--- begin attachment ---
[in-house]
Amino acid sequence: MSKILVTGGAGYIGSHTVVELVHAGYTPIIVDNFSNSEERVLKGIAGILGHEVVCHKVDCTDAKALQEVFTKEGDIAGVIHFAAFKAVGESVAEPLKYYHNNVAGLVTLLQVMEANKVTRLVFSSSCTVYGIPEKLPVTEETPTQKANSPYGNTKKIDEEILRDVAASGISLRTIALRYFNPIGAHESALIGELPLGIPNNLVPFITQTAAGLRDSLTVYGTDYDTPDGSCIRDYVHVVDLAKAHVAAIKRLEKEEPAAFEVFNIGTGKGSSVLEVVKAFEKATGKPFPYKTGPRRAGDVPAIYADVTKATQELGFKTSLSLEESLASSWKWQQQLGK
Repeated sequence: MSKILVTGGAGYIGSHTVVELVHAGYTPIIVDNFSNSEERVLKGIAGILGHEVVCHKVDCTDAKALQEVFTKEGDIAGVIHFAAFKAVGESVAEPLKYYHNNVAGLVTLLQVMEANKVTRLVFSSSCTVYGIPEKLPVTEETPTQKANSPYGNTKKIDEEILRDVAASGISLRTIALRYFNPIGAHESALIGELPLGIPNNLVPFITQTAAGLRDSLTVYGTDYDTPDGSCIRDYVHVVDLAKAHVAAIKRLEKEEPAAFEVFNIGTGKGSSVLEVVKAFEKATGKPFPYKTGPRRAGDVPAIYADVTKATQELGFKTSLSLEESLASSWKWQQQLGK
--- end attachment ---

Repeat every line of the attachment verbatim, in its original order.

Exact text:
[in-house]
Amino acid sequence: MSKILVTGGAGYIGSHTVVELVHAGYTPIIVDNFSNSEERVLKGIAGILGHEVVCHKVDCTDAKALQEVFTKEGDIAGVIHFAAFKAVGESVAEPLKYYHNNVAGLVTLLQVMEANKVTRLVFSSSCTVYGIPEKLPVTEETPTQKANSPYGNTKKIDEEILRDVAASGISLRTIALRYFNPIGAHESALIGELPLGIPNNLVPFITQTAAGLRDSLTVYGTDYDTPDGSCIRDYVHVVDLAKAHVAAIKRLEKEEPAAFEVFNIGTGKGSSVLEVVKAFEKATGKPFPYKTGPRRAGDVPAIYADVTKATQELGFKTSLSLEESLASSWKWQQQLGK
Repeated sequence: MSKILVTGGAGYIGSHTVVELVHAGYTPIIVDNFSNSEERVLKGIAGILGHEVVCHKVDCTDAKALQEVFTKEGDIAGVIHFAAFKAVGESVAEPLKYYHNNVAGLVTLLQVMEANKVTRLVFSSSCTVYGIPEKLPVTEETPTQKANSPYGNTKKIDEEILRDVAASGISLRTIALRYFNPIGAHESALIGELPLGIPNNLVPFITQTAAGLRDSLTVYGTDYDTPDGSCIRDYVHVVDLAKAHVAAIKRLEKEEPAAFEVFNIGTGKGSSVLEVVKAFEKATGKPFPYKTGPRRAGDVPAIYADVTKATQELGFKTSLSLEESLASSWKWQQQLGK